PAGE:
Do you actively try to find free WiFi when you are out and about? Do you even access it if it’s available? We surveyed a whopping 2540 people and our results were very interesting.
Demographics of our respondents
The respondents were nearly of equally mixed gender with just over half answering who were male. The majority of respondents were from the UK but we managed to gather data from over 30 countries.
Free WiFi means more customers and more money
Our findings confirmed that most customers appreciate the provision of free WiFi in the places they visit, as 72% of respondents told us that they do use WiFi in public places. Of these, 78% said that they actively looked for and would be more likely to visit a place that offered them free WiFi. Three quarters of the people surveyed who do use WiFi said that they spend more time at a venue offering free WiFi and two thirds suggested that they were likely to spend more money there.
Time flies when you are on free public WiFi
Just under half of public WiFi users access it once a week or more, 18% said they use it more than once a day. The majority of respondents said their actual log-on time is for up to 30 minutes at a time. 38% of users said they use it for between 30 minutes and one and a half hours. Some even report using it for more than one and a half hours (7%).
The main usage seemed to go on checking emails, with many also checking social media sites and browsing websites.
Banking on the WiFi?
In addition to these uses, the data also indicated that 17% do their banking via unsecured public WiFi, which is worrying. With 87% checking emails and 27% using public WiFi for work purposes, there is obviously a great need to make public networks more secure.
What do people want from public WiFi?
An easy login process was the winner here. Even of those we questioned who said they don’t use WiFi in public cited this as the leading reason why they might be tempted to use it.
The availability of free WiFi was reported as a close second improvement. The majority of people questioned said that they wouldn’t consider paying for a better bandwidth connection to use WiFi in public.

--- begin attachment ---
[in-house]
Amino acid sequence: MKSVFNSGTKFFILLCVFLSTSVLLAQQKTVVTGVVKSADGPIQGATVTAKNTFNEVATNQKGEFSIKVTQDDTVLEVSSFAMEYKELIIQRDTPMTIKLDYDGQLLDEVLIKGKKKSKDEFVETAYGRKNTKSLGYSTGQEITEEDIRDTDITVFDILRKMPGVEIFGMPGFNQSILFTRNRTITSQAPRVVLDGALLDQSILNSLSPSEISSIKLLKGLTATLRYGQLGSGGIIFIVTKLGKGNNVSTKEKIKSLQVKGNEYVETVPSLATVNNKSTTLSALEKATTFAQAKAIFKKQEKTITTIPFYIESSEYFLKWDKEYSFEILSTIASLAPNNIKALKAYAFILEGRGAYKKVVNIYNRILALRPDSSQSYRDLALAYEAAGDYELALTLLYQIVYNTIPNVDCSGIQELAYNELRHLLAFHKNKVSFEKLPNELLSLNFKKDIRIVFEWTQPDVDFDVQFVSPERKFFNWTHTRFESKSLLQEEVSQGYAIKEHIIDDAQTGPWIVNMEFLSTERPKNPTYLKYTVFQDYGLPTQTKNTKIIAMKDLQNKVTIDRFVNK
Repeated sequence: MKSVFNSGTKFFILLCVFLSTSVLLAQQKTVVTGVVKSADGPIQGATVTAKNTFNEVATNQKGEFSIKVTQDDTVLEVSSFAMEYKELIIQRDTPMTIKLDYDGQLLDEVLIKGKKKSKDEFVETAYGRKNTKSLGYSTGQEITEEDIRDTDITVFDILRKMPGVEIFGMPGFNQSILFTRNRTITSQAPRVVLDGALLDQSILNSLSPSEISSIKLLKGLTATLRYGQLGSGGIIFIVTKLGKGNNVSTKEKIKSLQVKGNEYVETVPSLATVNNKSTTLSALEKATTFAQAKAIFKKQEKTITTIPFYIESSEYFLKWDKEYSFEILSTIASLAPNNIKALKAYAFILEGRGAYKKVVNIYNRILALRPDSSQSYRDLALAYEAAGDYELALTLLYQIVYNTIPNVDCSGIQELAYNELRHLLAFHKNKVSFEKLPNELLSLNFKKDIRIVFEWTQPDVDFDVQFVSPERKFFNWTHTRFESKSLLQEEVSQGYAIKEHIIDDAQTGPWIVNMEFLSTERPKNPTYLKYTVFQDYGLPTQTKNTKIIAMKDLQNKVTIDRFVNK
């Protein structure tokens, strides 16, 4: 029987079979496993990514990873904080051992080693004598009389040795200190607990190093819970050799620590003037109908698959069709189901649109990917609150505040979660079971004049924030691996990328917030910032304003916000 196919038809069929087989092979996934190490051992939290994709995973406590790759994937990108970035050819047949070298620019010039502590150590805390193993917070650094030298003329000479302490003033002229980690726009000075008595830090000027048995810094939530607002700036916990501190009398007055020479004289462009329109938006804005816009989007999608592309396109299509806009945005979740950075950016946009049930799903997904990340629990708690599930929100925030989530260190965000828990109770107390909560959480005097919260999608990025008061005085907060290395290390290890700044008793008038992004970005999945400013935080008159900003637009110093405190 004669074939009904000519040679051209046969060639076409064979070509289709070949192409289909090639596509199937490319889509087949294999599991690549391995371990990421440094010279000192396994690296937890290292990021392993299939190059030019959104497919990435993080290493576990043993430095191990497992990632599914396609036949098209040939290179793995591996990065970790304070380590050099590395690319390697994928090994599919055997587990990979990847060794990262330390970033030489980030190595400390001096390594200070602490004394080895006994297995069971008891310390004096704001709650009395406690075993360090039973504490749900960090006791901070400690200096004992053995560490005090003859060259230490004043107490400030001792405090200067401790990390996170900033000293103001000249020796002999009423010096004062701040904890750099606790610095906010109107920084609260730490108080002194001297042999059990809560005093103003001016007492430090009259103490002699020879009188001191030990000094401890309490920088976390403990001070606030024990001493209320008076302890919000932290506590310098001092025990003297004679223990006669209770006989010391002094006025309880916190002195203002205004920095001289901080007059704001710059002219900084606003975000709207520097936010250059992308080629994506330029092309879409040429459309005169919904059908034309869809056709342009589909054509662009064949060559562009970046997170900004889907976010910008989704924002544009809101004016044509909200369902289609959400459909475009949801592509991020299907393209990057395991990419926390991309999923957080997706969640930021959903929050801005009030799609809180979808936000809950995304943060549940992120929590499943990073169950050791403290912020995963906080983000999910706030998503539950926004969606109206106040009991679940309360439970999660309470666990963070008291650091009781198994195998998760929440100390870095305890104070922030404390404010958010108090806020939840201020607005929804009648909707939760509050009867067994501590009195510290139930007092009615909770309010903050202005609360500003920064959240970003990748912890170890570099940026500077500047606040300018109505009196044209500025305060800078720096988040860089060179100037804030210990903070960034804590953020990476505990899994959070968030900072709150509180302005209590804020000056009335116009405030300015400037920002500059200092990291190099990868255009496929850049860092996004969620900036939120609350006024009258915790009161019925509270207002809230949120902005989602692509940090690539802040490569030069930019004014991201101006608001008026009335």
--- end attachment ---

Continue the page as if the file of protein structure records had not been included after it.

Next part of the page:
When actually deciding which network to connect to, 47% said that they would look for a brand name. The survey also revealed that content filtering should be made a legal requirement, according to most of the respondents.
Why people don’t connect to public WiFi
The main reason seemed to be that some people weren’t using mobile devices at all in public places. Of those who were, 27% worried that the network wasn’t secure, totalling 6% of everyone questioned. Some said they didn’t know how to use it and others felt that the registration process was too long.
When questioned whether they knew some of the benefits of connecting to WiFi, most respondents seemed to know it can be accessed for free in many venues. However, two thirds didn’t know it could block inappropriate content and nearly 80% were unaware that customers can be sent vouchers and offers via the WiFi connection.
Public knowledge of how to access free WiFi is still lacking
Confusion about how to get online still exists. Purple WiFi’s research reveals 66% of people were confused about how to get online; 54% believe they are automatically connected in a venue that offers WiFi, 7% believe they need to switch off and on again and 5% admitted that they simply don’t know how to access public WiFi at all.
So it seems that whilst many people are getting connected to WiFi whilst out and about, there are lots of people and businesses that aren’t fulfilling the true potential of public WiFi just yet.
Purple WiFi are proud to alleviate many of the main issues found in the survey, with easy social login, a secure guest WiFi network and best practice content filtering.